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Putting in His Nickel’s Worth : Toi Cook’s leadership and his play in passing situations have helped Carolina reach today’s NFC championship game

TIMES STAFF WRITER

Toi Cook is not the type to flash his Super Bowl ring.

“Except when I go to the airport and I’m trying to upgrade,” he explained. “Or when I want to get a table at an L.A. restaurant, like the Ivy.”

But seriously, folks, Cook understands the value of the jewelry. He spent seven years with New Orleans--seven long years when even the Saints’ best teams found a way to lose in the playoffs--before taking a pay cut to join San Francisco’s 1994-95 title march.

“When we went to the Super Bowl, Kathie Lee Gifford sang the national anthem,” he said. “I would have preferred Vanessa Williams, but Kathie Lee was great. It brought tears to my eyes.”

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Cook breaks into a warbling, operatic voice.

“This . . . is . . . the . . . NFL.”

Now the 10-year veteran finds himself as a role player, a nickel back, on another team with title hopes. The surprising Carolina Panthers face the Green Bay Packers in the NFC championship game today at Lambeau Field and Cook has been telling teammates all they have to do is get him to the Super Bowl.

“I tell these guys that I know how to win,” he said. “There’s something nebulous, something intangible about it. I know what it takes.”

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This tale of success--and Cook weaves it well--stretches all the way back to Montclair Prep. The private campus, an unassuming cluster of buildings along busy Sepulveda Boulevard in Van Nuys, has built a fierce winning tradition over the years.

“It’s something the younger kids come in here and learn,” said Howard Abrams, the basketball coach. “Toi was very confident. He knew the hard work it took to prepare himself.”

At Montclair, Cook played on basketball and baseball teams that won Southern Section Small Schools titles. The football teams made the playoffs every year--the Mounties played 8-man football during his sophomore and junior years, then switched to 11-man.

Recruited by Stanford, Cook played on Cardinal teams that struggled through several rebuilding years before reaching the 1986 Gator Bowl against Clemson. The 5-foot-11, 188-pound cornerback made a fourth-quarter interception in a comeback bid that fell short, 27-21. The following spring, playing baseball, he scored the winning run in the championship game of the College World Series.

“Maybe it’s the ability to recognize situations and react appropriately,” he said, adding: “I know how to pick my teams.”

The hot streak continued into the NFL where, in Cook’s rookie season, the Saints made the playoffs for the first time in their history. His best year came in 1992, when he had 63 tackles and led the team with six interceptions. By then, the playoffs were almost an annual rite in New Orleans.

Unfortunately, so were first-round losses.

“I got frustrated,” he said. “I got more frustrated when they asked me to take a pay cut.”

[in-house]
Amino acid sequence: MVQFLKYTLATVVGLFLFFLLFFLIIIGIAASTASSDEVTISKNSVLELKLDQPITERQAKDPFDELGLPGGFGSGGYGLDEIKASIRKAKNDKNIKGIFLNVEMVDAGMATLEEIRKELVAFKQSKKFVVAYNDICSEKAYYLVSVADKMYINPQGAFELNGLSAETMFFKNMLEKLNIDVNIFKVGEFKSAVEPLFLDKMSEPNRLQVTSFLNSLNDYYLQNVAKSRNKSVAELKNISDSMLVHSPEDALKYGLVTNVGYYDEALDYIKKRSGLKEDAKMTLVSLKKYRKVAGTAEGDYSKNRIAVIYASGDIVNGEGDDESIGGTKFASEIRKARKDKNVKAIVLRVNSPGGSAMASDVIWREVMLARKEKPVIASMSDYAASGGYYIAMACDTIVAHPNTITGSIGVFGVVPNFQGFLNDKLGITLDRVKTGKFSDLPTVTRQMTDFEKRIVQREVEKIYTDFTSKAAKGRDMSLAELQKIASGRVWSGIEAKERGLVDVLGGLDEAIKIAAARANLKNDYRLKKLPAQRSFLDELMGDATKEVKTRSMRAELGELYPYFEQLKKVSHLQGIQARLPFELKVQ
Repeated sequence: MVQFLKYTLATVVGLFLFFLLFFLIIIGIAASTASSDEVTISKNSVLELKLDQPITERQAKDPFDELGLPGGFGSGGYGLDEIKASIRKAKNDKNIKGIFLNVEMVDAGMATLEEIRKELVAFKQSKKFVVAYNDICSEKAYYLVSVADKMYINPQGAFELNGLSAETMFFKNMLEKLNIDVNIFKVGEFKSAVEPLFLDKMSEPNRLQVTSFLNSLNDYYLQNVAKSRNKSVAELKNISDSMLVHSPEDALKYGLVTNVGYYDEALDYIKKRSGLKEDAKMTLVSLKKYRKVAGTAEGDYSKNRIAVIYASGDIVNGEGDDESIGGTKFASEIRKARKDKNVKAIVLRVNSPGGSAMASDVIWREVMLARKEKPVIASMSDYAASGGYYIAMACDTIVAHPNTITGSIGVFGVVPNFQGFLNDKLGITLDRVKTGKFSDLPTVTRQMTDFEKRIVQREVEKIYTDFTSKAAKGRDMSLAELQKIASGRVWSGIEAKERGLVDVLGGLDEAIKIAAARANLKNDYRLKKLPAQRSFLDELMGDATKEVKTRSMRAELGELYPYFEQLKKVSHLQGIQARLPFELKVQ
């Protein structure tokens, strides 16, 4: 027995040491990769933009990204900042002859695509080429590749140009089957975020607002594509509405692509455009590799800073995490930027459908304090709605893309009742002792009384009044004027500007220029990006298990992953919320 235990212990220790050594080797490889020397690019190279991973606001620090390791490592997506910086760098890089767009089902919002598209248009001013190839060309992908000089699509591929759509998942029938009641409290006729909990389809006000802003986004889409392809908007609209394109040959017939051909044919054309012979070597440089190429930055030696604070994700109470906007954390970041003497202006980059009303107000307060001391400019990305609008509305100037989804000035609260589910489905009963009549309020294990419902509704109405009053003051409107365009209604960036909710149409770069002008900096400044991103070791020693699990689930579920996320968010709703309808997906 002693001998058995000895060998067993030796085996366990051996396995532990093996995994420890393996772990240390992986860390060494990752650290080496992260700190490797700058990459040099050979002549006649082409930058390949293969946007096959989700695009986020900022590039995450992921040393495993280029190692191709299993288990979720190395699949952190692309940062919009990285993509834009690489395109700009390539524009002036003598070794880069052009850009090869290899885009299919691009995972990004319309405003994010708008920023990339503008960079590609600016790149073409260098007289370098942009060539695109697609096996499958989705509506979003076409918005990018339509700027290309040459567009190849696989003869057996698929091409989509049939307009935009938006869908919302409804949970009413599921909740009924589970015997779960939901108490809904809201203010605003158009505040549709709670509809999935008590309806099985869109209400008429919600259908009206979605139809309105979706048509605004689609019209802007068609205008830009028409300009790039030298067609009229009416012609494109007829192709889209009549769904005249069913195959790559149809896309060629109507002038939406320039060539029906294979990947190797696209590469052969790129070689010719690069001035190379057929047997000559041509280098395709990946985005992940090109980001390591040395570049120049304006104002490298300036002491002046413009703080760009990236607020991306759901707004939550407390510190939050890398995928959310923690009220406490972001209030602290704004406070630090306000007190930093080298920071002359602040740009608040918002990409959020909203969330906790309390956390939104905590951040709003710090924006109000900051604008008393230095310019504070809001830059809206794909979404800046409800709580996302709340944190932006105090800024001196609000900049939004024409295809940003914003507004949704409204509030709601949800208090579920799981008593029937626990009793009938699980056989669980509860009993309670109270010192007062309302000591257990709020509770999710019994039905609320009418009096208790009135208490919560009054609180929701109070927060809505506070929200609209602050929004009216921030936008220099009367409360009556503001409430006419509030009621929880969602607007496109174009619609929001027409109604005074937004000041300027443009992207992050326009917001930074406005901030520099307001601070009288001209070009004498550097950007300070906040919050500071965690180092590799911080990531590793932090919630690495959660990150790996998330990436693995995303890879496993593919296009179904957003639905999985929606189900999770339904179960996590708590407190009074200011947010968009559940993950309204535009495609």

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That’s when he jumped to the 49ers, accepting the minimum of $162,000 and a reserve role in exchange for the opportunity to play for what he calls “a dream team.”

“The first time New Orleans came to town, I was saying ‘If we do this or we do that, we’re gonna win,’ ” Cook recalled. “The other guys laughed. They said, ‘Man, they’re the Saints. We’re the Niners. It doesn’t matter if there’s an earthquake and a chasm opens up down the middle of the field, we’re still going to win.’ ”

That confidence propelled San Francisco to a 49-26 victory over San Diego in Super Bowl XXIX. Cook got an interception in that game and, subsequently, a hunk of gold with five marquise-cut diamonds to slip on his finger every once in a while.

The following season proved to be a letdown as a torn rotator cuff landed him on the 49ers’ injured reserve list. He became a free agent over the summer, trying out with the Denver Broncos before signing with Carolina.

“The positive of Toi--and one of the reasons he’s here--is that he’s very smart,” Coach Dom Capers said. “It becomes a situation where you have a guy that can play corner, nickel, dime and safety.”

Primarily a third cornerback on passing downs, the veteran has averaged only 20 to 30 snaps a game this season. Yet he leads Carolina’s defensive backs with four sacks and has made 34 tackles and three interceptions.

Along the way, the Panthers have rolled to a 13-4 record, winning the NFC West with a mix of players that includes young quarterback Kerry Collins and veterans such as Kevin Greene and Eric Davis, who also came from the 49ers.

“After the Dallas game, all the young guys were geeked,” Cook said. “Eric and I were kind of trippin’. That’s the thing about playing for the Niners. We’re so jaded.”

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That might be Cook’s most important contribution to the Panthers. He can share with rookies the benefit of his playoff experience.

“The veterans are like sheep dogs, trying to guide the young players in the right direction,” he said. “The young guys think you have to give a Herculean effort. But it’s not about running down the field, jumping 12 feet in the air and picking the ball off. What’s going to win is when you make the tackle on third and five.

“You’re really hyperventilating because you’re so excited. The crowd is screaming. The uniforms seem cleaner. Even the helmets seem shinier.”

Just like those Super Bowl rings.


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